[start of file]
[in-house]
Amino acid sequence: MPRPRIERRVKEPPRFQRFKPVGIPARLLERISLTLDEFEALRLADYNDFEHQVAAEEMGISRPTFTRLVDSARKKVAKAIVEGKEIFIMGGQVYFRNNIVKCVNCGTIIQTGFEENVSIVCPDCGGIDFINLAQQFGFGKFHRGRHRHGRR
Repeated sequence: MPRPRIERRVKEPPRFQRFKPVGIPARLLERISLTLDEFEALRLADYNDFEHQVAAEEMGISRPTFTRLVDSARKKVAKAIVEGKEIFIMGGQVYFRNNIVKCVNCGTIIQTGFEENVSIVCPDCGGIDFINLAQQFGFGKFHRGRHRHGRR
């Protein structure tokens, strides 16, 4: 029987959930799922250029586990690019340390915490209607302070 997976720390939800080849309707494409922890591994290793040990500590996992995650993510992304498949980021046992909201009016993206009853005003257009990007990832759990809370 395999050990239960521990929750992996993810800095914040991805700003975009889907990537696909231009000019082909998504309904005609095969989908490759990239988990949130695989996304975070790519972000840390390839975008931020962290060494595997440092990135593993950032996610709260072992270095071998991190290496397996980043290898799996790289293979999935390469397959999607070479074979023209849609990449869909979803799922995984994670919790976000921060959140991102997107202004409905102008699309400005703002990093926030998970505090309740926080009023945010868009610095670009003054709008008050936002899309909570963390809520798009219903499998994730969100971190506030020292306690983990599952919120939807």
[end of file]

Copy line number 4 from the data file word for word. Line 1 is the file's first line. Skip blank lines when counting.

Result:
């Protein structure tokens, strides 16, 4: 029987959930799922250029586990690019340390915490209607302070 997976720390939800080849309707494409922890591994290793040990500590996992995650993510992304498949980021046992909201009016993206009853005003257009990007990832759990809370 395999050990239960521990929750992996993810800095914040991805700003975009889907990537696909231009000019082909998504309904005609095969989908490759990239988990949130695989996304975070790519972000840390390839975008931020962290060494595997440092990135593993950032996610709260072992270095071998991190290496397996980043290898799996790289293979999935390469397959999607070479074979023209849609990449869909979803799922995984994670919790976000921060959140991102997107202004409905102008699309400005703002990093926030998970505090309740926080009023945010868009610095670009003054709008008050936002899309909570963390809520798009219903499998994730969100971190506030020292306690983990599952919120939807």